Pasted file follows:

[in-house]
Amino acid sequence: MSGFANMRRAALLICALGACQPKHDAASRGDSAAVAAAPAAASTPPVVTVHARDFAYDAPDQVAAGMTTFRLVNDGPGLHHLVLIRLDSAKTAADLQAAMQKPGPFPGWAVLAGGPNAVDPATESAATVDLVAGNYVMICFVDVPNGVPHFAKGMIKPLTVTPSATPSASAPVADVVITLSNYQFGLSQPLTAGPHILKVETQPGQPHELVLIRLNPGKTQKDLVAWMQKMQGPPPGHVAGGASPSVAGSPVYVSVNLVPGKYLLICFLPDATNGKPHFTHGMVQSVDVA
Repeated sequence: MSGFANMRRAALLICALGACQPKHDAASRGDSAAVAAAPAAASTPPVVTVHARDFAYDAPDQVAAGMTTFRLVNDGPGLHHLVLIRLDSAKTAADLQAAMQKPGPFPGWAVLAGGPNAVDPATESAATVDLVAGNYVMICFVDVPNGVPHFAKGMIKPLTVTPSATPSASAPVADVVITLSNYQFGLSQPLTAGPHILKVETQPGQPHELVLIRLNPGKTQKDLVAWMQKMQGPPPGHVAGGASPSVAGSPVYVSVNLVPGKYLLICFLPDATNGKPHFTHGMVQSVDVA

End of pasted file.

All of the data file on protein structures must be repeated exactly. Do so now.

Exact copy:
[in-house]
Amino acid sequence: MSGFANMRRAALLICALGACQPKHDAASRGDSAAVAAAPAAASTPPVVTVHARDFAYDAPDQVAAGMTTFRLVNDGPGLHHLVLIRLDSAKTAADLQAAMQKPGPFPGWAVLAGGPNAVDPATESAATVDLVAGNYVMICFVDVPNGVPHFAKGMIKPLTVTPSATPSASAPVADVVITLSNYQFGLSQPLTAGPHILKVETQPGQPHELVLIRLNPGKTQKDLVAWMQKMQGPPPGHVAGGASPSVAGSPVYVSVNLVPGKYLLICFLPDATNGKPHFTHGMVQSVDVA
Repeated sequence: MSGFANMRRAALLICALGACQPKHDAASRGDSAAVAAAPAAASTPPVVTVHARDFAYDAPDQVAAGMTTFRLVNDGPGLHHLVLIRLDSAKTAADLQAAMQKPGPFPGWAVLAGGPNAVDPATESAATVDLVAGNYVMICFVDVPNGVPHFAKGMIKPLTVTPSATPSASAPVADVVITLSNYQFGLSQPLTAGPHILKVETQPGQPHELVLIRLNPGKTQKDLVAWMQKMQGPPPGHVAGGASPSVAGSPVYVSVNLVPGKYLLICFLPDATNGKPHFTHGMVQSVDVA